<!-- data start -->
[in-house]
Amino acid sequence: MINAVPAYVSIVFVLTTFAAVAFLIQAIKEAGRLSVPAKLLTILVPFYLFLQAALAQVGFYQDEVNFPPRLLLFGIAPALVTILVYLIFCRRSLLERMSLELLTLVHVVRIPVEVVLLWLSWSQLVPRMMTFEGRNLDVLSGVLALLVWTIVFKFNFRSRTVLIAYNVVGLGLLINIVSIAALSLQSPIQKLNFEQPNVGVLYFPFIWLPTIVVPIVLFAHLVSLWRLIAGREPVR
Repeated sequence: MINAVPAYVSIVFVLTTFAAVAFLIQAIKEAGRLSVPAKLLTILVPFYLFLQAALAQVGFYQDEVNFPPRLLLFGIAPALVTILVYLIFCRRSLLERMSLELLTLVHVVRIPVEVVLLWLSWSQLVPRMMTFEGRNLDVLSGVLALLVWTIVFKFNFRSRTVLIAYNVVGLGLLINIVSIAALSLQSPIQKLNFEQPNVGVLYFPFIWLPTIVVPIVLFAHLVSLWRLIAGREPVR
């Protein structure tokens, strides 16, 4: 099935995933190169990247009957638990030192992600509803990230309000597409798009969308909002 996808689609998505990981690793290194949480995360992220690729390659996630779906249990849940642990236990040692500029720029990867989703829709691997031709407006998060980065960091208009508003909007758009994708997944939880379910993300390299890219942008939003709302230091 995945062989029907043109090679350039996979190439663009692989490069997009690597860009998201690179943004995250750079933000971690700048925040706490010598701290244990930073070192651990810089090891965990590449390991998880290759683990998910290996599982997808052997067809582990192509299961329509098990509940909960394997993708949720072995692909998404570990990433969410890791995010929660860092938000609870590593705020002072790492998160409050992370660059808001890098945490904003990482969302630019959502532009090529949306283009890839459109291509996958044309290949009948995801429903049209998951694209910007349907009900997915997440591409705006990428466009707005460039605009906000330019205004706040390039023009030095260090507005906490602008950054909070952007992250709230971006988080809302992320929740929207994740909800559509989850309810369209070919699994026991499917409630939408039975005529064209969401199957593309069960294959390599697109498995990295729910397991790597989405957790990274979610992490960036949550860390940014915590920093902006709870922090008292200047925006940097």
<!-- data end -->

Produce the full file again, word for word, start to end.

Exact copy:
[in-house]
Amino acid sequence: MINAVPAYVSIVFVLTTFAAVAFLIQAIKEAGRLSVPAKLLTILVPFYLFLQAALAQVGFYQDEVNFPPRLLLFGIAPALVTILVYLIFCRRSLLERMSLELLTLVHVVRIPVEVVLLWLSWSQLVPRMMTFEGRNLDVLSGVLALLVWTIVFKFNFRSRTVLIAYNVVGLGLLINIVSIAALSLQSPIQKLNFEQPNVGVLYFPFIWLPTIVVPIVLFAHLVSLWRLIAGREPVR
Repeated sequence: MINAVPAYVSIVFVLTTFAAVAFLIQAIKEAGRLSVPAKLLTILVPFYLFLQAALAQVGFYQDEVNFPPRLLLFGIAPALVTILVYLIFCRRSLLERMSLELLTLVHVVRIPVEVVLLWLSWSQLVPRMMTFEGRNLDVLSGVLALLVWTIVFKFNFRSRTVLIAYNVVGLGLLINIVSIAALSLQSPIQKLNFEQPNVGVLYFPFIWLPTIVVPIVLFAHLVSLWRLIAGREPVR
């Protein structure tokens, strides 16, 4: 099935995933190169990247009957638990030192992600509803990230309000597409798009969308909002 996808689609998505990981690793290194949480995360992220690729390659996630779906249990849940642990236990040692500029720029990867989703829709691997031709407006998060980065960091208009508003909007758009994708997944939880379910993300390299890219942008939003709302230091 995945062989029907043109090679350039996979190439663009692989490069997009690597860009998201690179943004995250750079933000971690700048925040706490010598701290244990930073070192651990810089090891965990590449390991998880290759683990998910290996599982997808052997067809582990192509299961329509098990509940909960394997993708949720072995692909998404570990990433969410890791995010929660860092938000609870590593705020002072790492998160409050992370660059808001890098945490904003990482969302630019959502532009090529949306283009890839459109291509996958044309290949009948995801429903049209998951694209910007349907009900997915997440591409705006990428466009707005460039605009906000330019205004706040390039023009030095260090507005906490602008950054909070952007992250709230971006988080809302992320929740929207994740909800559509989850309810369209070919699994026991499917409630939408039975005529064209969401199957593309069960294959390599697109498995990295729910397991790597989405957790990274979610992490960036949550860390940014915590920093902006709870922090008292200047925006940097």